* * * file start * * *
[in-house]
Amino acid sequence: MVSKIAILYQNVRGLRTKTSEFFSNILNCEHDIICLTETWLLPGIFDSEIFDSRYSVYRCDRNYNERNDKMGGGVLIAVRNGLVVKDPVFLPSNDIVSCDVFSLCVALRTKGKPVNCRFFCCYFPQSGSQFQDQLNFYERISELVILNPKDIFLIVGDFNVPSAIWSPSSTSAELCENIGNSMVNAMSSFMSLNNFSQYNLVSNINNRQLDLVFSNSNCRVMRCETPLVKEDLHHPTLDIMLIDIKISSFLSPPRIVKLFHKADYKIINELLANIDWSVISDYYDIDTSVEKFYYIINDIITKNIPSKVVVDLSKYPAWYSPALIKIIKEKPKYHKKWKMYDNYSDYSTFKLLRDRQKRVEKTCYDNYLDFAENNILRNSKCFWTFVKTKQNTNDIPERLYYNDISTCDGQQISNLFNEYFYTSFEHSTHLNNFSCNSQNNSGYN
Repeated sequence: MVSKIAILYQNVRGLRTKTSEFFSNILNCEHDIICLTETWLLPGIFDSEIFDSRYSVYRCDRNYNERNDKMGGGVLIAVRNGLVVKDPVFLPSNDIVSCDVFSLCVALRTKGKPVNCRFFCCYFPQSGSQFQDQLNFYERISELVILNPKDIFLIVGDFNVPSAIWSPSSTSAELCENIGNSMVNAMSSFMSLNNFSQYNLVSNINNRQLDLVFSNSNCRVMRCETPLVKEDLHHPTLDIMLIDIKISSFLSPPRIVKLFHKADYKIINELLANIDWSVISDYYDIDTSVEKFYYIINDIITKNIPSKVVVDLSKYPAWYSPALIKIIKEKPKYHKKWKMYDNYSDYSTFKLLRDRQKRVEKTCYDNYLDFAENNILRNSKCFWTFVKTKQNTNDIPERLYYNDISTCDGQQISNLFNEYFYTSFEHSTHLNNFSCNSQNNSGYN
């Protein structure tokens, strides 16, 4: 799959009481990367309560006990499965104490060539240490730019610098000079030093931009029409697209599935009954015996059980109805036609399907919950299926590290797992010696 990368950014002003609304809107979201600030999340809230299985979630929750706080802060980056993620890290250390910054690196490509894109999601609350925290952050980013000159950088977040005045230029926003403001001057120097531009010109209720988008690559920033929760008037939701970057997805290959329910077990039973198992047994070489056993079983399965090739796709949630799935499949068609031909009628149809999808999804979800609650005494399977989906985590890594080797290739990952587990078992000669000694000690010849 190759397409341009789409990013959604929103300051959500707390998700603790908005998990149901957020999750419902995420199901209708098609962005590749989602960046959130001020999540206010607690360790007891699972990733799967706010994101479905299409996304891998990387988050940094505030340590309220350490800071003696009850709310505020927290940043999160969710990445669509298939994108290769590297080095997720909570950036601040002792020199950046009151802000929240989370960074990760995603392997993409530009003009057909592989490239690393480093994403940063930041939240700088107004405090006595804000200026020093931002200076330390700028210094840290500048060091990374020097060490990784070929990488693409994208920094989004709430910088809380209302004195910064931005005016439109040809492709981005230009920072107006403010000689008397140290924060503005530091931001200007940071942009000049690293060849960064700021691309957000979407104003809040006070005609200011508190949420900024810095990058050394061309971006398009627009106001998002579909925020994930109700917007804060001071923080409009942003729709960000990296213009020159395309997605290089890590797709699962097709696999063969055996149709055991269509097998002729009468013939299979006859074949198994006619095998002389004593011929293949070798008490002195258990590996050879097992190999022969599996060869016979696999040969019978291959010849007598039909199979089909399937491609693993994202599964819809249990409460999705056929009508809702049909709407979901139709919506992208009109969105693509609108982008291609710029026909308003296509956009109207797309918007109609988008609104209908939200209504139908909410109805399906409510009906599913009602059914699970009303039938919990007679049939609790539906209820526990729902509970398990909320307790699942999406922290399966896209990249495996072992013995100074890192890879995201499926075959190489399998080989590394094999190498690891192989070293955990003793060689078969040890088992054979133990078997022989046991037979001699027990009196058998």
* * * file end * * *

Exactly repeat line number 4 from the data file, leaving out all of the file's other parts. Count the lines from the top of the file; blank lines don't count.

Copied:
């Protein structure tokens, strides 16, 4: 799959009481990367309560006990499965104490060539240490730019610098000079030093931009029409697209599935009954015996059980109805036609399907919950299926590290797992010696 990368950014002003609304809107979201600030999340809230299985979630929750706080802060980056993620890290250390910054690196490509894109999601609350925290952050980013000159950088977040005045230029926003403001001057120097531009010109209720988008690559920033929760008037939701970057997805290959329910077990039973198992047994070489056993079983399965090739796709949630799935499949068609031909009628149809999808999804979800609650005494399977989906985590890594080797290739990952587990078992000669000694000690010849 190759397409341009789409990013959604929103300051959500707390998700603790908005998990149901957020999750419902995420199901209708098609962005590749989602960046959130001020999540206010607690360790007891699972990733799967706010994101479905299409996304891998990387988050940094505030340590309220350490800071003696009850709310505020927290940043999160969710990445669509298939994108290769590297080095997720909570950036601040002792020199950046009151802000929240989370960074990760995603392997993409530009003009057909592989490239690393480093994403940063930041939240700088107004405090006595804000200026020093931002200076330390700028210094840290500048060091990374020097060490990784070929990488693409994208920094989004709430910088809380209302004195910064931005005016439109040809492709981005230009920072107006403010000689008397140290924060503005530091931001200007940071942009000049690293060849960064700021691309957000979407104003809040006070005609200011508190949420900024810095990058050394061309971006398009627009106001998002579909925020994930109700917007804060001071923080409009942003729709960000990296213009020159395309997605290089890590797709699962097709696999063969055996149709055991269509097998002729009468013939299979006859074949198994006619095998002389004593011929293949070798008490002195258990590996050879097992190999022969599996060869016979696999040969019978291959010849007598039909199979089909399937491609693993994202599964819809249990409460999705056929009508809702049909709407979901139709919506992208009109969105693509609108982008291609710029026909308003296509956009109207797309918007109609988008609104209908939200209504139908909410109805399906409510009906599913009602059914699970009303039938919990007679049939609790539906209820526990729902509970398990909320307790699942999406922290399966896209990249495996072992013995100074890192890879995201499926075959190489399998080989590394094999190498690891192989070293955990003793060689078969040890088992054979133990078997022989046991037979001699027990009196058998």